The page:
Simon Says — US Championship and European Championship

by Simon Williams
4/1/2019 – In this Simon Says Simon Williams will take a look at some of the best games from the US championship and the European championship. Live today at the usual time: 16:00 UTC (18:00 CEST / 12 Noon EDT). If you miss the show, you can watch it in the archive with a ChessBase Account. Don't have an account? You can register a free 90-day account to watch!

Most amazing moves Most amazing moves

The interactive format encourages the viewer to study and find the brilliancy, following the footsteps of some of the greatest players of the game.

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US Championship and European Championship

In this Simon Says we take a look at some of the best games from the US championship and the European championship. I am also going to through a couple of problems in to keep you on your feet!

In this seemingly hopeless position White has a draw. Can you improve on most computer engines and find that draw!?

 

This week's show


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Simon is live most Mondays at 16:00 UTC (18:00 CEST / 12 Noon EDT)


About Simon Says

In early 2015 Simon Williams launched his own show called "Simon says" after producing the first of his ChessBase video series. On a weekly basis (with breaks for tournaments and chess events) Simon entertains the chess world with attacking ideas, play strategies and witty manoeuvres on the chess board.

ChessBase Premium members have permanent access to the videos in the archive. Over 60 shows and counting have been published to date. Their lengths differ but most of them run for about 60 minutes.

Read more in Meeting Simon Williams.

Much more from Simon's shows in the archive at Videos.ChessBase.com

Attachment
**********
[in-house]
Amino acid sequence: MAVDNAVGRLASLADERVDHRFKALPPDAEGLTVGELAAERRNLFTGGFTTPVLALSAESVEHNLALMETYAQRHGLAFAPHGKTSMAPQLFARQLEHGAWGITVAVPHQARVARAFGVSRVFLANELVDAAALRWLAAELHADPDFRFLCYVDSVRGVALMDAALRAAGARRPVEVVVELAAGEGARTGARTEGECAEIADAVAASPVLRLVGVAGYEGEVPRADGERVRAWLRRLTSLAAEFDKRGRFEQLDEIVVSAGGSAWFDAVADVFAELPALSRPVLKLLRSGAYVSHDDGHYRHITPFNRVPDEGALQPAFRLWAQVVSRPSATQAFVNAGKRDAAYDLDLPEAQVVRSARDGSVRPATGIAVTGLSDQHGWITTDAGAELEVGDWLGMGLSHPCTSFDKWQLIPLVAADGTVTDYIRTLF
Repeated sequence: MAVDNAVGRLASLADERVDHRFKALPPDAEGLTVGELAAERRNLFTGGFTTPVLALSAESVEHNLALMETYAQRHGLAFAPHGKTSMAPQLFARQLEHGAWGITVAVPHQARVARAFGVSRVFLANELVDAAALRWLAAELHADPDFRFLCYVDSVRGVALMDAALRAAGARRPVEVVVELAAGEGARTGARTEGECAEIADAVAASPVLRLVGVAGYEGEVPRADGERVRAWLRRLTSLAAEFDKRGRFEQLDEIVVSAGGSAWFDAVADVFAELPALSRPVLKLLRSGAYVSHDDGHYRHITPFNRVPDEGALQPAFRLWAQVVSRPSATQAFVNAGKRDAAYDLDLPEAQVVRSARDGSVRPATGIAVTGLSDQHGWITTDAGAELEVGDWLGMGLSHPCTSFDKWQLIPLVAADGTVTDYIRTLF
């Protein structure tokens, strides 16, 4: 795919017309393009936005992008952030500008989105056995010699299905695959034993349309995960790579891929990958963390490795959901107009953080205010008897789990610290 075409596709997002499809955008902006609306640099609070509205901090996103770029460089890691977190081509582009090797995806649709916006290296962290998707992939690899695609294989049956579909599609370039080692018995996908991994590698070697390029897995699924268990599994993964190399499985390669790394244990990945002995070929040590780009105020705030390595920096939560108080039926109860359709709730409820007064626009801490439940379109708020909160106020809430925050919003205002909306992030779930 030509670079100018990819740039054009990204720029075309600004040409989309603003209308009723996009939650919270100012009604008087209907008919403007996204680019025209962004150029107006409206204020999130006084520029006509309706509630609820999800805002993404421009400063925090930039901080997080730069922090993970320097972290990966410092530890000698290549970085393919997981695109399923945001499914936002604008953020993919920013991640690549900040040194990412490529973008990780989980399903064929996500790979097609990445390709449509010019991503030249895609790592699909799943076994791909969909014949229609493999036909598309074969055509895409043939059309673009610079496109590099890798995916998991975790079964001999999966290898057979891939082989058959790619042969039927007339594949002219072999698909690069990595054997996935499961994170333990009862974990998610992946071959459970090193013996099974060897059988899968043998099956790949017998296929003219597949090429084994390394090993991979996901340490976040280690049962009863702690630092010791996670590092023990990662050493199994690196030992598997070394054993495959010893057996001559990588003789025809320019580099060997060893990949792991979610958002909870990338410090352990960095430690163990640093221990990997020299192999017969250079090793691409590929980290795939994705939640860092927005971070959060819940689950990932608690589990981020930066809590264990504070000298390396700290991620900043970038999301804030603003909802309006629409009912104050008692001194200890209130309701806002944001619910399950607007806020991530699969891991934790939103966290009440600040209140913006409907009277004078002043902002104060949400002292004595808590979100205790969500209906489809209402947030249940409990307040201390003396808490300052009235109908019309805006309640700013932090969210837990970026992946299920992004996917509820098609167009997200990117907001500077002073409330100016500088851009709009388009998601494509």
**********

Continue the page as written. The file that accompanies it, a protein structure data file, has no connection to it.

Recent Simon Says shows

Still more Simon

On another note, Simon recently published his newest DVD "The Tactical Chigorin". 

The Tactical Chigorin

Opening with the Chigorin shows your intention to play for a win right from the outset. After 2...Nc6 Black's pieces fly into the game putting pressure on White's position from a very early stage. This opening is ideal for the type of player who strives for an unconvential yet attacking game right from the start.

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Here's a teaser:

More DVD's by Simon Williams...




Simon Williams became a IM in 1998 and a GM in 2008. For the last 15 years he has concentrated on teaching, playing and making instructional chess DVDs. He also has a lot of experience commentating about chess. Being the regular commentator at the strongest and best open tournament in the world, Gibraltar. Simon Williams is the author of numerous chess books. His first chess book. 'Play the Classical Dutch' got voted, in New in Chess, as one of the top 10 chess books of all time. His playing style is very aggressive, preferring attacking chess to positional grinds. No wonder he produced two widely acclaimed ChessBase DVDs on the King's Gambit. More information about Williams can be found on his website.
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imdvb_8793 imdvb_8793 4/2/2019 02:51
I finally got it, I think. (Took me a pretty long time, but I WAS doing something else the whole time as well. Though that might have also helped, as I had to look at the position with fresh eyes a few times, and that's how I found the last piece of the puzzle.) 1.Ne4 is obvious, Kh4 is forced. 2.Ng3 I saw fairly early. Kg3 is again mate with Be1, so either Black goes fxg3 (where White demonstrates his main idea, which again I saw reasonably early: 3.Bb6 and 4.Bg1, then just standing. If Black pushes either of his pawns, even supported by the queen, White just takes, and taking results in stalemate, as does playing Qa1 after Bg1. Black's only other tries are to take on g1 at some point, but White takes and stops the pawns with his king - Black's king can't help, being stalemated and all - or to play Qf2, but White can then take, as can be seen in a line I give below) or plays one of the moves I spent the most time on: Qc8 or Qf8, defending against the mate on f5. No other options. I saw that I kind of had to play Be1 here, but for a long time I couldn't see how to get to the g1-a7 diagonal after Black took on g3. But of course there's 4.Bf2!, which, if Black wants to avoid the aforementioned drawing mechanism, he has to take, either with the queen, if he'd put it on f8, which would result in immediate stalemate, or with the pawn, in which case, no matter where the queen is, White plays g3 check and, regardless of whether black takes or plays Kh3, it is again stalemate. Is this correct, or am I missing some resource for Black? (Or did I forget to write one of the lines I calculated?)
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